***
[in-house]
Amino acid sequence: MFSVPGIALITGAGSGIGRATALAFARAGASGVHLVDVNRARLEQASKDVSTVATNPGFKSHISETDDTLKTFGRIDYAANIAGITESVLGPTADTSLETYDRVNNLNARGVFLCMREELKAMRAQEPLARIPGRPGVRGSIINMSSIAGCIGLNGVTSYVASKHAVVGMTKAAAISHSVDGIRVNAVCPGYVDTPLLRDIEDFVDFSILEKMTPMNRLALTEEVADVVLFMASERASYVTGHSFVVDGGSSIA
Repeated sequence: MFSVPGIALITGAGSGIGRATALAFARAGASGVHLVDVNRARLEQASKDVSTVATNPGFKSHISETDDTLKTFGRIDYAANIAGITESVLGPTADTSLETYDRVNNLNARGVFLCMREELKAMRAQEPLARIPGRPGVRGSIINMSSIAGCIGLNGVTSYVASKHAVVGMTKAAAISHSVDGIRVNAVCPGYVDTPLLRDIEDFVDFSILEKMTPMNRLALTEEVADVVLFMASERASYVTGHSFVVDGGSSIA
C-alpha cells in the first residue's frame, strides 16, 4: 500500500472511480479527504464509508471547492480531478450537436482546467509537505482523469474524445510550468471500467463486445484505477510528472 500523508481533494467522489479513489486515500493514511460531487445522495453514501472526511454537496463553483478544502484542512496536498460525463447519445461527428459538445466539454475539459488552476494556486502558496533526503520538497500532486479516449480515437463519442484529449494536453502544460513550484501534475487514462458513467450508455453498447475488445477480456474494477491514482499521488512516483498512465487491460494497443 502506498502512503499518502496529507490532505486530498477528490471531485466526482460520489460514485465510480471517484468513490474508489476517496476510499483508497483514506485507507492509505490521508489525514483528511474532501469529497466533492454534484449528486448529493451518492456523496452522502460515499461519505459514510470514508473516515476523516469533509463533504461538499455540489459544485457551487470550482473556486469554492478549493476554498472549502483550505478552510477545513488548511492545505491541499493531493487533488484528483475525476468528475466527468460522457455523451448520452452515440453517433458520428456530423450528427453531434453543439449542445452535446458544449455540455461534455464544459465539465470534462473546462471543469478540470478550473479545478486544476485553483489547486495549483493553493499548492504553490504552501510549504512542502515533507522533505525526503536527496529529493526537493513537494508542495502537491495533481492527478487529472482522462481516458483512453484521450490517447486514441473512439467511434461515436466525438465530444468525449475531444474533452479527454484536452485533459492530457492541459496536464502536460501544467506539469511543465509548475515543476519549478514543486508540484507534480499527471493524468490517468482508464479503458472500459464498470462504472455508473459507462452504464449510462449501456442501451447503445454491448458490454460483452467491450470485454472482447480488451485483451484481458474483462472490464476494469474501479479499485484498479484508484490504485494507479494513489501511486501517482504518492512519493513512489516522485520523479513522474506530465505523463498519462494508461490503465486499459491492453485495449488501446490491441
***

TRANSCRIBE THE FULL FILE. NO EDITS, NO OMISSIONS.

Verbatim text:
[in-house]
Amino acid sequence: MFSVPGIALITGAGSGIGRATALAFARAGASGVHLVDVNRARLEQASKDVSTVATNPGFKSHISETDDTLKTFGRIDYAANIAGITESVLGPTADTSLETYDRVNNLNARGVFLCMREELKAMRAQEPLARIPGRPGVRGSIINMSSIAGCIGLNGVTSYVASKHAVVGMTKAAAISHSVDGIRVNAVCPGYVDTPLLRDIEDFVDFSILEKMTPMNRLALTEEVADVVLFMASERASYVTGHSFVVDGGSSIA
Repeated sequence: MFSVPGIALITGAGSGIGRATALAFARAGASGVHLVDVNRARLEQASKDVSTVATNPGFKSHISETDDTLKTFGRIDYAANIAGITESVLGPTADTSLETYDRVNNLNARGVFLCMREELKAMRAQEPLARIPGRPGVRGSIINMSSIAGCIGLNGVTSYVASKHAVVGMTKAAAISHSVDGIRVNAVCPGYVDTPLLRDIEDFVDFSILEKMTPMNRLALTEEVADVVLFMASERASYVTGHSFVVDGGSSIA
C-alpha cells in the first residue's frame, strides 16, 4: 500500500472511480479527504464509508471547492480531478450537436482546467509537505482523469474524445510550468471500467463486445484505477510528472 500523508481533494467522489479513489486515500493514511460531487445522495453514501472526511454537496463553483478544502484542512496536498460525463447519445461527428459538445466539454475539459488552476494556486502558496533526503520538497500532486479516449480515437463519442484529449494536453502544460513550484501534475487514462458513467450508455453498447475488445477480456474494477491514482499521488512516483498512465487491460494497443 502506498502512503499518502496529507490532505486530498477528490471531485466526482460520489460514485465510480471517484468513490474508489476517496476510499483508497483514506485507507492509505490521508489525514483528511474532501469529497466533492454534484449528486448529493451518492456523496452522502460515499461519505459514510470514508473516515476523516469533509463533504461538499455540489459544485457551487470550482473556486469554492478549493476554498472549502483550505478552510477545513488548511492545505491541499493531493487533488484528483475525476468528475466527468460522457455523451448520452452515440453517433458520428456530423450528427453531434453543439449542445452535446458544449455540455461534455464544459465539465470534462473546462471543469478540470478550473479545478486544476485553483489547486495549483493553493499548492504553490504552501510549504512542502515533507522533505525526503536527496529529493526537493513537494508542495502537491495533481492527478487529472482522462481516458483512453484521450490517447486514441473512439467511434461515436466525438465530444468525449475531444474533452479527454484536452485533459492530457492541459496536464502536460501544467506539469511543465509548475515543476519549478514543486508540484507534480499527471493524468490517468482508464479503458472500459464498470462504472455508473459507462452504464449510462449501456442501451447503445454491448458490454460483452467491450470485454472482447480488451485483451484481458474483462472490464476494469474501479479499485484498479484508484490504485494507479494513489501511486501517482504518492512519493513512489516522485520523479513522474506530465505523463498519462494508461490503465486499459491492453485495449488501446490491441